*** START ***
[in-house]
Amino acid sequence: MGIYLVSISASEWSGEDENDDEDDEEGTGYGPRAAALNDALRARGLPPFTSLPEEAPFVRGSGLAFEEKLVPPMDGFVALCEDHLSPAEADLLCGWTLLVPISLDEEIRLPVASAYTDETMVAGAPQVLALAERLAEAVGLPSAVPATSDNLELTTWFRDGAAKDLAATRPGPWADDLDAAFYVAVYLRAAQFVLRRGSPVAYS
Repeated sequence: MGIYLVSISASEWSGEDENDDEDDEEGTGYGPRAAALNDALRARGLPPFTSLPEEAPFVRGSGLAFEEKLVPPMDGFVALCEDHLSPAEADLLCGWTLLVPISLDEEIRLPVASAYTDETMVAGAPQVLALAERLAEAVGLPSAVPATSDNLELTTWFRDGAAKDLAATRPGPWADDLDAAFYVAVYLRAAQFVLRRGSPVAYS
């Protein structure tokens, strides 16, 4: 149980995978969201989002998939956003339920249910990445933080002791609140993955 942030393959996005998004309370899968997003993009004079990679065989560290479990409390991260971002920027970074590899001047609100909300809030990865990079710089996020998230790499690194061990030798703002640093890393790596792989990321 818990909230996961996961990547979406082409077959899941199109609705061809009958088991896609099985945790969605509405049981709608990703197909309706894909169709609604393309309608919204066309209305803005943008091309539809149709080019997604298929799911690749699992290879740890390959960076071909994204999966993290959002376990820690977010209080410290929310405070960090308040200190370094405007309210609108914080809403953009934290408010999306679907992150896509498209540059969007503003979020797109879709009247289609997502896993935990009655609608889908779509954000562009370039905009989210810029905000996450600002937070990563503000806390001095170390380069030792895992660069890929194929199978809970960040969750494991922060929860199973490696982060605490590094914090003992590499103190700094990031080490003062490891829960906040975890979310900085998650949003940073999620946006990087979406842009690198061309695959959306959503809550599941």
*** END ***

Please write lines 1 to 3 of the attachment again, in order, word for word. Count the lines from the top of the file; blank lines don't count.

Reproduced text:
[in-house]
Amino acid sequence: MGIYLVSISASEWSGEDENDDEDDEEGTGYGPRAAALNDALRARGLPPFTSLPEEAPFVRGSGLAFEEKLVPPMDGFVALCEDHLSPAEADLLCGWTLLVPISLDEEIRLPVASAYTDETMVAGAPQVLALAERLAEAVGLPSAVPATSDNLELTTWFRDGAAKDLAATRPGPWADDLDAAFYVAVYLRAAQFVLRRGSPVAYS
Repeated sequence: MGIYLVSISASEWSGEDENDDEDDEEGTGYGPRAAALNDALRARGLPPFTSLPEEAPFVRGSGLAFEEKLVPPMDGFVALCEDHLSPAEADLLCGWTLLVPISLDEEIRLPVASAYTDETMVAGAPQVLALAERLAEAVGLPSAVPATSDNLELTTWFRDGAAKDLAATRPGPWADDLDAAFYVAVYLRAAQFVLRRGSPVAYS